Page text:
Eating Disorders

eating disorder counselling

Do you constantly worry about your body shape and weight?
Do you avoid social situations where you believe food will be involved?
Do you restrict the amount of food that you eat?
Do you make yourself sick or take laxatives after eating?
Do you over exercise?
Have you developed strict habits or routines around food?
Have you experienced changes to your moods or become irritable?

If any of these sound familiar then you may be struggling with an eating disorder.

How we can help…

Eating disorders can develop at any age however the risk is considered highest for young men and women between 13 and 17 years of age. It is also common to have more than one type of eating disorder.

It is possible to recover from an eating disorder, however, it may take some time and the route to recovery is different for each person. If you think you, or someone you love, is suffering from an eating disorder contact us to find out more about our eating disorder counselling service and how we can help.

Eating Disorders – Adults

Many people have a difficult relationship with food and some may develop an unhealthy attitude towards it. Their relationship with and attitude towards food can take over their life and lead them to either eat too much or too little. Some people may become obsessed with their body shape and weight. This may lead them to engage in unhealthy or harmful behaviours in order to lose weight or maintain a very low weight. There are four different types of eating disorder; anorexia nervosa, bulimia nervosa, binge eating and eating disorder not otherwise specified (this refers to an individual who has traits from different eating disorders and does not fit within the former three. We can support you with our eating disorder counselling service.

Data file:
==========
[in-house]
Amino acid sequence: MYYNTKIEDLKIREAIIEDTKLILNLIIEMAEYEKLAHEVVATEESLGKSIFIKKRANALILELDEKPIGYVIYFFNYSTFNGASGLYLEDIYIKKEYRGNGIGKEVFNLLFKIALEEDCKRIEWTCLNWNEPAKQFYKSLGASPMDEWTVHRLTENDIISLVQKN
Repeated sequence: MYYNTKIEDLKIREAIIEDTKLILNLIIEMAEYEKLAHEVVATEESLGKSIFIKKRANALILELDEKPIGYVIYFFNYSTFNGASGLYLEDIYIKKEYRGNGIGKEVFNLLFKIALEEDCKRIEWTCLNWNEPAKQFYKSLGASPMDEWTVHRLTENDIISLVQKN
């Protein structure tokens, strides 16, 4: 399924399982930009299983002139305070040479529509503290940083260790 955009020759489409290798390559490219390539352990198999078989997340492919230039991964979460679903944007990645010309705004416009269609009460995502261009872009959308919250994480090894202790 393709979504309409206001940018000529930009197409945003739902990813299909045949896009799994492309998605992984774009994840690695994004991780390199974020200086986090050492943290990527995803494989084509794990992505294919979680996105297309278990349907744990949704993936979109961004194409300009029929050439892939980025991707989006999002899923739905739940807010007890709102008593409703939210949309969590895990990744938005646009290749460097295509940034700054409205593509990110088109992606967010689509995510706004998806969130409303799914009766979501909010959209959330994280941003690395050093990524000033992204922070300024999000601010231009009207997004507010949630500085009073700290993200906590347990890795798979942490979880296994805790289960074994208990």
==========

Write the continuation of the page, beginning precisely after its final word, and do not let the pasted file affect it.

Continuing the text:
Physical Indicators:
  • feeling tired or dizzy
  • feeling cold
  • difficulties with your digestion
  • your weight either being high or low for your age
  • Amenorrhea (no longer getting your period)

Eating Disorders – Young People

The onset of most eating disorders happens before the age of 25 and it is quite rare for an eating disorder to develop in adulthood. Most eating disorders impact young people, women and men, aged between 13 and 17 years old. Eating disorders are often understood through a developmental approach and can be seen as an unhealthy coping mechanism that young people adopt to manage life stresses that occur throughout adolescence. During adolescence, a young person begins to separate from their parents and develop their own identity. For young people who are struggling with an eating disorder, their body shape and weight becomes a key part of their overall identity. For example, being thin becomes a defining part of who they are.
Physical Indicators
  • dramatic weight loss
  • lying about how much they weigh
  • lying about when and how much they have eaten
  • eating a large amount of food quickly/short space of time
  • going to the bathroom immediately following a meal
  • over-exercising or exercising to the point of collapse
  • they may avoid eating meals with the rest of the family
  • they may cut their food into small pieces or eat very slowly
  • they may start wearing loose or baggy clothes to hide weight loss

Binge Eating Disorder

Regularly eating very large amounts of food in a short time in an erratic manner can be a sign of binge eating.  Other symptoms may include:

  • eating very fast 
  • eating until uncomfortably full
  • eating when you’re not hungry
  • eating alone or secretly

Anorexia Nervosa

Intense fear of becoming fat can lead to a restriction on energy intake leading to significantly low body weight.  There is usually a distorted image of body weight or shape on self-evaluation as well as a lack of understanding relating to the seriousness of the impact on low body weight.  


Bulimia Nervosa

People with this disorder eat large quantities of food, over a short period. Typically, it is very difficult to stop even if they want to.  The ‘binges’ may be planned where ‘special’ foods can be purchased or it can be a spontaneous binge and there are typically triggers to this behaviour.